Do not be fooled, the introduction of model-based testing (MBT), more precisely model-driven or model-centric testing, can be a huge investment financially and technically. Not to mention the paradigm shift in test design. It is imperative that you start out with a thorough analysis of all the strengths, weaknesses, opportunities, and threats surrounding MBT in general and your project in particular. But more often than not, we are asked: “Will the adoption of MBT benefit my testing?” So we present our five high-level criteria, which are designed to indicate whether the use of MBT will be successful —or not.
Test Process Maturity
In TPI NEXT®-speak there are four levels of test process maturity: Initial, Controlled, Efficient, and Optimizing obtainable in 16 key areas. We suggest that your overall test process should be at least in the state “Controlled”, which guarantees that basic test activities are recognised as being important. Two key areas – Methodology Practice and Test Case Design – should be evaluated more closely, as test design and test automation are essential parts of MBT.
Being Efficient in these two areas is recommended. This ensures that, “[the] techniques are described that explain how activities are performed and how tools automate certain activities” as well as “tests should be performed with a minimum of effort, finding the right defects and finding the most important defects first.”1 Also it is necessary to keep an eye on the closely related requirements management process.
Make sure major internal stakeholders are willing to try out new things. Secure management support, as MBT might require substantial investment in skills, resources, and licenses. Your test team should embrace changes. If you force MBT on them, you might end up buying another tool, which will never be used.
One of the main benefits of MBT is the theoretically total requirements- and test coverage. So if you have high test- and product quality standards (don’t you?) or (God forbid!) your product lacks quality, which for instance manifests itself through a significant number of customer reported defects, not missing a crucial test case is key.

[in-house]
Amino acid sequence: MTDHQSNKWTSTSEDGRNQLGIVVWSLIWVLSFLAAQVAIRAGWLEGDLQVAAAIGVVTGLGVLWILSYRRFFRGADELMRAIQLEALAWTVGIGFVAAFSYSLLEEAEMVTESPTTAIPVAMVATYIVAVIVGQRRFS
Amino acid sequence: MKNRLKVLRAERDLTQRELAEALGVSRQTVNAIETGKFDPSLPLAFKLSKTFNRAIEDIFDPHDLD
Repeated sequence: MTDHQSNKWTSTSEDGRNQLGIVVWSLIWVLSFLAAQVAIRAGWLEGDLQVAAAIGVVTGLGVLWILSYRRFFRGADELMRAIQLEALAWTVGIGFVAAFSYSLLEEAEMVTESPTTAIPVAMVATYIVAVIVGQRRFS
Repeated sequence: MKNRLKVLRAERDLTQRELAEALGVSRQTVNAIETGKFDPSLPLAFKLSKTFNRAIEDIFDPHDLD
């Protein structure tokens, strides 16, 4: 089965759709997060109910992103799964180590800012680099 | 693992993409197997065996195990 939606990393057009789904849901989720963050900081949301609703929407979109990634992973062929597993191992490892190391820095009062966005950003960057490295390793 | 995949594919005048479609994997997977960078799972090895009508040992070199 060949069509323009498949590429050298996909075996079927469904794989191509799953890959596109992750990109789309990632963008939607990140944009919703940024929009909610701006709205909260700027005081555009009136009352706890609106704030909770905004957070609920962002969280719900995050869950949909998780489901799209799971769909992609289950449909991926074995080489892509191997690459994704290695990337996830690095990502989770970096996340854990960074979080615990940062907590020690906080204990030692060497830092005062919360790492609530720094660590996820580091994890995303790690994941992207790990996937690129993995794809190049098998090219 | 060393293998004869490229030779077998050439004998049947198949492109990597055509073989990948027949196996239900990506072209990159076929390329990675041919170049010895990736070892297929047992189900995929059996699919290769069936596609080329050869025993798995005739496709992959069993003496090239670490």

How much is your System-under-Test (SuT) worth? The Return-on-Investment related to the introduction of MBT rises alongside the value of your SuT. Its value could be measured by the revenue it generates (online shop vs. company website); cost of non-quality, which includes lost revenue, warranty work as well as a decline of reputation in case of failures; or quantified risks and their potential liabilities (automotive vs. telco).
In general, a model is usually a lot more comprehensible than a written document. So you should always create one anyway, and be it solely drawn on a whiteboard. Are you obliged, internally or externally to create an UML-like system- or test model, to document the test case creation process and test cases, or to proof a certain level of requirements- and test coverage? Then a MBT tool relieves you of those tasks too.
The criteria above are in no particular order. If at least one of these applies to you, it warrants a more thorough evaluation.
brightONE offers test process and test automation consulting and services as well as test automation solutions in general and MBT in particular. Check out our Testing Productivity Solutions or contact me directly.
- TPI NEXT®, Sogeti, dpunkt.verlag, 2011 ↩